Assiut University is a comprehensive university in southern Egypt composed of 16 faculties and two institutes. Founded in 1949, Assiut University is the fourth oldest university in Egypt. The university offers 200 undergraduate and graduate degree programs to >70,000 undergraduate students and 14,000 graduate students. The university employs about 2100 faculty members.
Assiut Microfluidics Lab
Assiut Microfluidics Lab was established by Dr. Mohamed Abdelgawad in September 2010 to be the first microfluidics laboratory in Egypt. The laboratory focuses on three main research tracks:
Understanding the fundamentals of liquid manipulation on the microscale to enable a more efficient design of microfluidics and lab-on-chip systems.
Exploring new biological applications that can benefit from the inherent advantages in microfluidics to advance health care and biomedical research in Egypt.
Developing new low-cost techniques to fabricate microfluidics chips with the limited facilities of typical laboratories in developing countries.
Dr. Mohamed Omar Abdelgawad is the director of Assiut Microfluidics Lab. He received his PhD in Mechanical Engineering from the University of Toronto in 2009. His PhD research focused on the use of digital microfluidics as a tool to automate sample processing on lab-on-chip devices. Some of Dr. Abdelgawad’s achievements during his PhD include developing the first hybrid digital-channel microfluidics platform , three low-cost rapid prototyping techniques to produce microfluidics chips [2–4], and a digital microfluidics chip to measure estrogen levels in breast tissue . Before joining Assiut University, Dr. Abdelgawad worked as a postdoctoral fellow at the Department of Surgical Oncology at Princess Margaret Hospital in Toronto, where he was part of a team developing a microfluidics chip to measure the mechanical stiffness of bladder cells exfoliated in urine as a mechanical biomarker for cancer detection. Dr. Abdelgawad’s area of expertise includes digital microfluidics, rapid prototyping techniques, dielectrophoretic manipulation of particles, and mechanical characterization of biological cells.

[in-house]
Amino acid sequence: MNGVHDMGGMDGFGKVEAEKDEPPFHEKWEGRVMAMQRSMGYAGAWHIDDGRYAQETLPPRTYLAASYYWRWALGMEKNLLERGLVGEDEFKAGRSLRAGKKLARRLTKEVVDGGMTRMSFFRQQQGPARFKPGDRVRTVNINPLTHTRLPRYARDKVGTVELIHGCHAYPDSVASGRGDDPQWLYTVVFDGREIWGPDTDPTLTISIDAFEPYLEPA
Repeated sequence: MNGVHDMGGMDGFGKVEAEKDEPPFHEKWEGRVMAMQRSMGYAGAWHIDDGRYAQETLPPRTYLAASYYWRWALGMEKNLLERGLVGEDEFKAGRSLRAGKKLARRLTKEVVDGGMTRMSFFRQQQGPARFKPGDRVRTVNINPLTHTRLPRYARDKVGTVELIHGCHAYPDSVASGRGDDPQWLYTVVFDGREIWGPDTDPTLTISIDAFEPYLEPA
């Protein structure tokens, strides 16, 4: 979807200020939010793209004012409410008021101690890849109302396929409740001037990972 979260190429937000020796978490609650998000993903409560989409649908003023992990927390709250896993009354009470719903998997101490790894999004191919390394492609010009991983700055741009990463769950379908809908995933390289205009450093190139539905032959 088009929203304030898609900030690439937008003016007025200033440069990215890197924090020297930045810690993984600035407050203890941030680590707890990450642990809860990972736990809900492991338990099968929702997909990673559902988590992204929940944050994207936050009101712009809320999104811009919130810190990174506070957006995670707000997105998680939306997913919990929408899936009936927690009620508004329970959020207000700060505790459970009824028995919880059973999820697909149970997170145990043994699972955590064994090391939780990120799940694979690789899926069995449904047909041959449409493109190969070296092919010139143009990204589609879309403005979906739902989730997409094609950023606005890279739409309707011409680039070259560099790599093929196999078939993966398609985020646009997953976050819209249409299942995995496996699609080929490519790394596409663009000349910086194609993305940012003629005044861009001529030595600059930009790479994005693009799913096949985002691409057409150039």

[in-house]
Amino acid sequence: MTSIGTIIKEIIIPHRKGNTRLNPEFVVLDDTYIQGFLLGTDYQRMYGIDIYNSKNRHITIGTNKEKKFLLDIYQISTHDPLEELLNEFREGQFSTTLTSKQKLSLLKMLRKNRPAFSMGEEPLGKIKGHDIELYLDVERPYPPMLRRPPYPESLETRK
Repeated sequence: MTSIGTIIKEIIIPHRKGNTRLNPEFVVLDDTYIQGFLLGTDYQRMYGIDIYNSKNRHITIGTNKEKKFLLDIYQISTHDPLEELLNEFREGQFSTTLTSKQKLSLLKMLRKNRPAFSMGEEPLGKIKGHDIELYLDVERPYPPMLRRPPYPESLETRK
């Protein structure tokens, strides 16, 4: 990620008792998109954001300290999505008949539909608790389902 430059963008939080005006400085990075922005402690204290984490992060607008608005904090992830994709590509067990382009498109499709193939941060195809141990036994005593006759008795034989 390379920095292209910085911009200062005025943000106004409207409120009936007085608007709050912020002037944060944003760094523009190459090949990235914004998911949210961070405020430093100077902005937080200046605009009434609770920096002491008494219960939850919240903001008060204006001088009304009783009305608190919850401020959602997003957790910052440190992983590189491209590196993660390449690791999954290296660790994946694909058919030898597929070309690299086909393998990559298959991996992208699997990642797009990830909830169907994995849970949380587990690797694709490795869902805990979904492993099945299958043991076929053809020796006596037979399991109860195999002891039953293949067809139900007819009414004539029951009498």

Current research projects
Building a microfluidic chip to gauge the mechanical properties of biological cells
Mechanical properties of biological cells bear a significant relation with the state of health of the cell. Some diseases increase the mechanical stiffness of cells as in the case of malaria with red blood cells , whereas others decrease cell stiffness as in many reported cancer types . The aim of this project is to build a chip that measures the mechanical stiffness of different cells to use it as a biomarker for different diseases.
Modeling droplet actuation in digital microfluidics
Electrodynamic forces induced on droplets in digital microfluidics are dependent on many factors, such as electrical properties of the liquid being manipulated, electrode shape, actuation frequency, and device geometrical parameters . By simulating droplet actuation numerically, the effect of liquid properties and actuation frequency on electrodynamic forces generated on droplets and on droplet motion will be understood, which should enable more efficient device designs based on the intended application.
Studying contact angle saturation in electrowetting
When the potential of a sessile droplet sitting on a hydrophobic surface is biased relative to the electrode beneath the droplet, the electrodynamic forces generated on the droplet spread it on the surface, thus reducing its contact angle. This electrically induced wetting, called electrowetting, has extensive applications in optics, such as variable focal length lenses  and flexible displays . The aim of this project is to use energy modeling to find an explanation for the contact angle saturation phenomenon in electrowetting, where the droplet contact angle ceases to decrease at a certain voltage contrary to the predictions of the physics of electrowetting.
Low-cost digital microfluidics for exploratory research and educational purposes
In this project, we target spreading digital microfluidics technology into the academic community for exploratory research and educational purposes, by integrating rapidly prototyped devices [3, 4] with a portable and inexpensive setup to generate and control the high potentials required for droplet manipulation. We believe such a combination will encourage researchers with non-engineering backgrounds, in Egypt and throughout the world, to test digital microfluidics as a useful tool in their respective fields. Such low-cost and accessible adaptation should promote the technology and generate novel applications.
Abdelgawad M, Wheeler AR. Adv. Mater. 2007, 19, 133–137.Google Scholar
Abdelgawad M, Wheeler AR. Microfluid. Nanofluidics 2008, 4, 349–355.Google Scholar
Mousa NA, Jebrail MJ, Yang H, Abdelgawad M, Metalnikov P, Chen J, Wheeler AR, Casper RF. Sci. Transl. Med. 2009, 1, 1ra2.Google Scholar
Abdelgawad M, Park P, Wheeler AR. J. Appl. Phys. 2009, 105, 094506.Google Scholar
Berge B, Peseux J. Eur. Phys. J. E Soft Matter 2000, 3, 159–163.Google Scholar
Hayes RA, Feenstra BJ. Nature 2003, 425, 383–385.Google Scholar